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System of a Down show their Armenian pride in 2020. Clockwise from top left: Daron Malakian, John Dolmayan, Shavo Odadjian, and Serj Tankian. Image credit: Armen Keleshian

The Role that System of a Down Played in the Armenia-Azerbaijan Conflict

You know I’m a big believer in media and entertainment as a platform for social advocacy. Most of the time when I say “social advocacy,” I mean it in an indirect way, where it’s kind of like advocacy in disguise. Like writing a character who has a physical disability into a TV series to raise viewer awareness, à la Steve Way on Ramy Youssef’s Ramy. Sometimes, rarely, entertainment products are leveraged for social, cultural, and political impact in more clear-cut, direct ways. A great example of this would be the slew of music that was released, or that re-emerged, just a few months ago during the height of the #BlackLivesMatter movement.

Given how media and entertainment reverberate through culture, it’s no surprise that System of a Down saw their own platform as a vehicle to support a conflict that is hugely important to them on a personal level: the Armenia-Azerbaijan conflict.

What’s Happening in Armenia and Azerbaijan?

The conflict between Armenia and Azerbaijan has been going on for over 100 years. In 1918, Armenia and Azerbaijan both proclaimed independence from the Democratic Republic of Georgia, and in doing so, claimed territory that they both believed was their own. That territorial dispute led to a war that lasted between 1918 and 1920, when they were annexed by the Soviet Union. In 1988, while both Armenia and Azerbaijan were still part of the USSR, a war was declared over the highly contested region of Nagorno-Karabakh, a mountainous region that borders between Armenia and Azerbaijan. The war broke out between the ethnic Armenians who comprised the majority of the population in that region, with the support of Armenia, and Azerbaijan.

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The ethnic Armenians wanted the region to unify with Armenia, while Azerbaijan wanted to have power over it. This war lasted until 1994, which is when Russia brokered a ceasefire, leading to diplomatic mediation. Despite the ceasefire, disputes have flared up intermittently, although the most recent, and perhaps most significant, began about 10 weeks ago in September 2020. The fighting raised concerns over heavy weaponry use in densely populated areas, and even possible war crimes.

Less than a month ago, on November 9, 2020, a ceasefire agreement was brokered by Russia to end hostilities in the Nagorno-Karabakh region. Many would argue that the ceasefire was largely in favor of Azerbaijan.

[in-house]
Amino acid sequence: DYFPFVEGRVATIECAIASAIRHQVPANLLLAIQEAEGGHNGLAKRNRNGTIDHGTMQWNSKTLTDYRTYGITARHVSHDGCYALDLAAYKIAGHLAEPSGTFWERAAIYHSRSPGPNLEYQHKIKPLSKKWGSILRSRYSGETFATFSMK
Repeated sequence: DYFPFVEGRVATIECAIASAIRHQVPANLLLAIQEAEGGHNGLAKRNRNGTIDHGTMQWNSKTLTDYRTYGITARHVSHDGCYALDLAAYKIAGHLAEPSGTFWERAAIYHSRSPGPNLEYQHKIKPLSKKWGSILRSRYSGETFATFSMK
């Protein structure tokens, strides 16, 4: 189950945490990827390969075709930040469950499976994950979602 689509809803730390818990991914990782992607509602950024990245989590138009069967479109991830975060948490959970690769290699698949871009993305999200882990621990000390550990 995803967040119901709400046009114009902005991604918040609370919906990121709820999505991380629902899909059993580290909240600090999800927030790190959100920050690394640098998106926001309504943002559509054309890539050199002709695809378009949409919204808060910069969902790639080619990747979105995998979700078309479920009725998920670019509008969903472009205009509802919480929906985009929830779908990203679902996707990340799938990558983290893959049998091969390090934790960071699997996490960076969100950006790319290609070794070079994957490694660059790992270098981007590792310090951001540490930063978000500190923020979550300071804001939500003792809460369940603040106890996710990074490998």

How is System of a Down Connected to the Conflict?

The members of System of a Down feel strongly connected to the Armenia-Azerbaijan conflict because the band members are all of Armenian descent. Shavo Odadjian was born in Armenia, Daron Malakian’s parents were Armenian immigrants, John Dolmayan was born in Lebanon to Armenian parents, and Serj Tankian’s four grandparents were survivors of the Armenian genocide. In fact, Tankian even advocated for the recognition of the Armenian genocide while he was the President of the Armenian Students Association at Cal State Northridge.

How Did the Band Respond to this Conflict, and What Impact Did it Have?

You may or may not recall that System of a Down has been flying under the radar for a while. That’s because they hadn’t released a studio album since 2005, or a single since 2006. The bandmates are known to have differing political views; Tankian is known to support democrats, while Dolmayan has expressed support for Trump. However, they put those differences aside during the resurgence of the Armenia-Azerbaijan conflict. In an interview with Rolling Stone, Odadjian says:

“This is gruesome shit that’s going on… There’s nothing humane about it. They’re not saying, ‘Oh, leave our lands. We’ll be so polite to help you leave.’ They’re massacring people and doing all sorts of cowardly, disgusting things. And that just touches all of us [in the band].”

Shavo Odadjian, System of a Down

In response, the band came together for an unprecedented reunion, releasing two singles to raise funds and raise awareness: Genocidal Humanoidz, and Protect the Land. The two songs generated over $600,000 in proceeds which were directed to the Armenia Fund, a non-profit organization that provides humanitarian aid to Armenia. Funds are used for projects such as rebuilding infrastructure that was destroyed in war, building new community and healthcare centers, and establishing agricultural development projects.

This is a perfect example of how media products can be more than entertainment. These songs single-handedly raised awareness of an international dispute, raised funds to provide humanitarian aid, and probably made more than a couple of people Google, “What is happening in Armenia?” During a time when the news was flooded with coverage of the US Presidential election. Imagine the number of people who took the time to learn more about what was happening on the other side of the world, not because they saw (or didn’t see) what was happening on the news, but because it mattered to a band that was important to them. That is the power of celebrity endorsement, but in the context of social justice and international relations.

If you’re interested in learning more about this conflict, Glendale Community College has a wide array of helpful resources, ranging from scholarly papers, to documentaries, to podcasts, and more. And if you’d like to learn more about the Armenia Fund, you can check out more information here.

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